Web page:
10 mg/kg (max 620 mg) orally at 0 hours, then 
    5 mg/kg (max 310 mg) orally at 6, 24, and 48 hours 
    and follow up with
    Primaquine for P. vivax or P. ovale or unknown species

    Chloroquine is available in Australia through Special Access Scheme.

    Round dose to the nearest ¼ tablet

    Hydroxycholoroquine or artemether-lumefantrine are alternatives

    Exclude G6PD deficiency before starting Primaquine - if deficient, consult Infectious Diseases 

    P. vivax malaria with known chloroquine resistance

    Artemether-lumefantrine as above for uncomplicated P. falciparum  

    Primaquine ( see below)



    Severe malaria

    Severe malaria  
    Any species
    inability to tolerate oral therapy

    Artesunate 2.4 mg/kg IV/IM (bolus dose over 1-2 minutes) on admission 

    Repeat at 12 hours and 24 hours, then once daily until oral therapy tolerated (complete full oral course as above)

    Available through  Special Access Scheme

    Maintain strict fluid balance - avoid fluid overload - cerebral/pulmonary oedema

    Complex administration – please contact pharmacy


    When patient is able to tolerate oral therapy, change to Artemether-lumefantrine (dosage as above)

    Discuss alternatives with Infectious Disease if Artemether-lumefantrine not available



    Primaquine dose (for children >6 months of age)

    Doses are expressed in terms of primaquine base;
    7.5 mg primaquine base is equivalent to 13.2 mg primaquine phosphate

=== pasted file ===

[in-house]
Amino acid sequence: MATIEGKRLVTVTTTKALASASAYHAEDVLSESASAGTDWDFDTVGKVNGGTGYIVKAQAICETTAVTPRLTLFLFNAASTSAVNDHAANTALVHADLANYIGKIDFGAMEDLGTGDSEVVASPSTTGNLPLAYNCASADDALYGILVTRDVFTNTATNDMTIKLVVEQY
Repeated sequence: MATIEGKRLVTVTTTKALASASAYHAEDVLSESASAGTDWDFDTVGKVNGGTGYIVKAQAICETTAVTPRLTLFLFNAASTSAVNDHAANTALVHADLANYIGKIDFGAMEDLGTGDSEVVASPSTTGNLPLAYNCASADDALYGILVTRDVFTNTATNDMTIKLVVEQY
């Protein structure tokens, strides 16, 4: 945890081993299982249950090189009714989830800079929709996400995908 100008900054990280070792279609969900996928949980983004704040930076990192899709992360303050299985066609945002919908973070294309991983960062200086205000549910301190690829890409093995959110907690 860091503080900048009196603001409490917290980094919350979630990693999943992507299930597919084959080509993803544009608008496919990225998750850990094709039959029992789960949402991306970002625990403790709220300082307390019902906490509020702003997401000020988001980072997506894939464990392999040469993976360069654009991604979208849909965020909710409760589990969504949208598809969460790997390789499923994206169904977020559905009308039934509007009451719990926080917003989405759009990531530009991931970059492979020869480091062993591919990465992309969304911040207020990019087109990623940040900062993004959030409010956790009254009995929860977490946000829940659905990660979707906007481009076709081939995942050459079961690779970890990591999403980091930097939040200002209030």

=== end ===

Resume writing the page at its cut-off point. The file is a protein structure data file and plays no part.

Tablet strength = 7.5 mg

    Exclude G6PD deficiency before starting Primaquine

    P. vivax

    0.5 mg/kg (max 30 mg) orally daily with food for 14 days (or divided 12 hourly if causing nausea)

    P. ovale

    0.5 mg/kg (max 30 mg) orally daily with food for 14 days

    Species unknown

    0.5 mg/kg (max 30 mg) orally daily with food for 14 days (or divided 12 hourly if causing nausea)

    G6PD deficiency

    Consult Infectious Diseases


    Consider consultation with local paediatric team when

    • Any child presents with suspected malaria 
    • Consider consultation with Infectious Diseases team

    Consider transfer when

    • Any child with features of severe malaria
    • Child requiring care beyond the comfort level of the hospital

    For emergency advice and paediatric or neonatal ICU transfers, see Retrieval Services .

    Consider discharge when

    • Afebrile for 24 hours
    • Able to tolerate oral medications
    • Decreasing parasite counts 

    Additional notes

    Travel Health PR - Malaria
    World Health Organisation - Malaria
    Centers for Disease Control and Prevention - Malaria

    Last updated July 2020

  • Reference List

    1. Baron, EL et al 2015, Diagnosis of Malaria. Retrieved from UpToDate, (viewed April 2020)
    2. Breman, JG et al 2016, Clinical manifestations of malaria in nonpregnant adults and children. Retrieved from UpToDate, adults-and-children (viewed April 2020)
    3. eTG complete [digital], 2019, Malaria. Retrieved from Therapeutic Guidelines Limited, (viewed April 2020)
    4. Medecins sans Frontieres 2020, In Medecins sans Frontieres Clinical guidelines: Diagnosis and Treatment Manual. Retrieved from Medecins sans Frontieres, Paris, (viewed April 2020)
    5. Weiss, DJ et al 2019, 'Mapping the global prevalence, incidence, and mortality of Plasmodium falciparum, 2000-17: a spatial and temporal modelling study', Lancet, vol.394, no. 10195, pp. 322‐331